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Transitioning as my heart breaks |


Transitioning as my heart breaks

FROM MY HEART - Barbara Gonzalez-Ventura - The Philippine Star
Transitioning as my heart breaks

Transition. I think that’s what we’re going through. My husband had a stroke three years ago. He has grown forgetful. He now sleeps on a hospital bed but placed close to what used to be our bed where I sleep. Lately he always wants to climb over the rails and out of the hospital bed. This alarms me because he could fall and break some bones. So the caregiver and I decided to turn his bed around. This way if he tries to climb out — and he always tries to climb out on his right side — he will land on the bed, not the floor. Thus we reduced his chances for more serious injuries.

But that deprived him of his view of the altar I created for us made up of my grandaunt’s Sto. Niño, my uncle’s crucifix, a statue of the Virgin and her baby that charmed me, a Mother of Perpetual Help that a lady once who gave him, another Sto Niño and a small statue of the Holy Family sent to me by fans, sentimental statues. This morning Loy, my husband, woke up at 3:30 a.m. and couldn’t sleep again. I repetitively said, “Go to sleep now,” until he finally fell asleep at 5 a.m. By then I was wide-awake and hoarse so I got up and went to my workroom.

Strangely enough, today became a fixing day. I installed new order into my workroom. Then I watered my plants and installed new order into my tiny garden. Not content with that, I worked with Andrei, our caregiver, on changing the order of the wide windowsill of our bedroom. Where once the altar was on the right, I moved it to the left so Loy can see it better while we pray (I hope) the rosary together. Once we would genuinely pray it together. Now I pray it and he listens. Occasionally he responds but now, most likely, he doesn’t feel like it because I know he’s adjusting to the changed position of our beds.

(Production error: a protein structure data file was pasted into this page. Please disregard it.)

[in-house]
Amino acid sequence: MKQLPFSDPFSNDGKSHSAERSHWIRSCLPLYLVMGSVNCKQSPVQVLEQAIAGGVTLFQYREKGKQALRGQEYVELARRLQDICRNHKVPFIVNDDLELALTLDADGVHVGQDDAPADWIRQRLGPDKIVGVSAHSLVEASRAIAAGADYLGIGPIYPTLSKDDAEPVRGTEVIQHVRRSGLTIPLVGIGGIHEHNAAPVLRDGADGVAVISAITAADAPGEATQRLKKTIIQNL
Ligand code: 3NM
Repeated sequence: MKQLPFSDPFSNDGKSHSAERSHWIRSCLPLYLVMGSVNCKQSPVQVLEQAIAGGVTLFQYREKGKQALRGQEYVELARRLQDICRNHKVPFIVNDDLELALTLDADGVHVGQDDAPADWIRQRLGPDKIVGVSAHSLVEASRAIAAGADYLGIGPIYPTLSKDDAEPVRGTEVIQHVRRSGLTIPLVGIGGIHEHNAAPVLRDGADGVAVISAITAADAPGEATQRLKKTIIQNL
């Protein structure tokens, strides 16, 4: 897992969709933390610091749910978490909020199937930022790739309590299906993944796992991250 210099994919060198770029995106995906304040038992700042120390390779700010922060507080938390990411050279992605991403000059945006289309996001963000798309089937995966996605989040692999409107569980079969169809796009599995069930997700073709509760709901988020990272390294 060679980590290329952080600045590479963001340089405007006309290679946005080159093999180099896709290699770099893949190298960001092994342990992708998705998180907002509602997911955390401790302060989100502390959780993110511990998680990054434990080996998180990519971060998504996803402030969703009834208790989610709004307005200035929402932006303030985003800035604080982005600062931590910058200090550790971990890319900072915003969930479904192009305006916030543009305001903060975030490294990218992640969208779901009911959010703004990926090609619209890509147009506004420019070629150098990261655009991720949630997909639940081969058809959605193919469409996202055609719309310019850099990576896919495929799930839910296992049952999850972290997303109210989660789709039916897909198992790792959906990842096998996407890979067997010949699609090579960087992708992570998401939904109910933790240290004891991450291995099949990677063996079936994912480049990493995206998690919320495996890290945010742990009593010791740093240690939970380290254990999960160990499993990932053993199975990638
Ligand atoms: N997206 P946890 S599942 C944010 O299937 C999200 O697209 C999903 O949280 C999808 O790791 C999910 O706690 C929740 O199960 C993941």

Who isn’t adjusting? Now I lie on my side of the bed to watch TV so I can fall asleep easily. He hates TV. The way his bed is now, he doesn’t see or hear it since I live on subtitles. When I’m ready to fall asleep I decide where to put my head. One night I slept right next to his bed but he put his legs out and was stepping on my hips so I moved to my side of the bed and fell asleep there, but he said he missed me. The next night I took a position perpendicular to his. Our heads were on the same level but my body stretched diagonally away from him so my legs would not hang over the bed. But that wasn’t comfortable enough for me.

Last night we barricaded the sides of his bed with pillows so he didn’t try to step on my hips. We slept peacefully together from around 10 p.m. to 3:30 a.m., when he woke me up and kept me awake until 5 a.m., when he went back to sleep, and I got up and discovered myself in a fixing frame of mind.

This transition is hard for both of us. We are both not that young anymore. Loy had a stroke during the pandemic. It made him forgetful. Sometimes he asks, “When we are going home?”

“We are home now,” I say.

“Is this your house?” he asks me.

“No, it’s your apartment,” I say. “You have lived here for 12 years. I have only lived here for five.” He gives me a lost look. He breaks my heart.

But now I know we are transitioning. He seems to get more forgetful while I am still alert. I need to go out and enjoy myself once in a while. I need to laugh once more, laugh endlessly and relentlessly, burst into uncontrollable giggles once more while I still can. I need to become closer to my relatives, hang out with them, get to know them better. I need to see new things, have some fun again, be alive again, so I can bring home some new, great ideas to Loy. So I can brighten his day as I brighten mine.

Tomorrow is Jose Rizal’s birthday. He was born on June 19, 1861. If he were alive he would have a gigantic birthday cake with enough layers to hold 162 candles. For the first time in a long time his descendants — me among them — will be laying a wreath in his Calamba home. Then my granddaughter, Maxine Cruz, a descendant of Maria and the son of Esther Azurin, a descendant of Paciano and Narcisa, will give small speeches about their great-great-great-granduncle, the national hero, Jose Rizal. Our generation — the oldest alive today — are also now passing on what we know about our hero, our granduncle, to our children and grandchildren. It must really be the time for transitioning.

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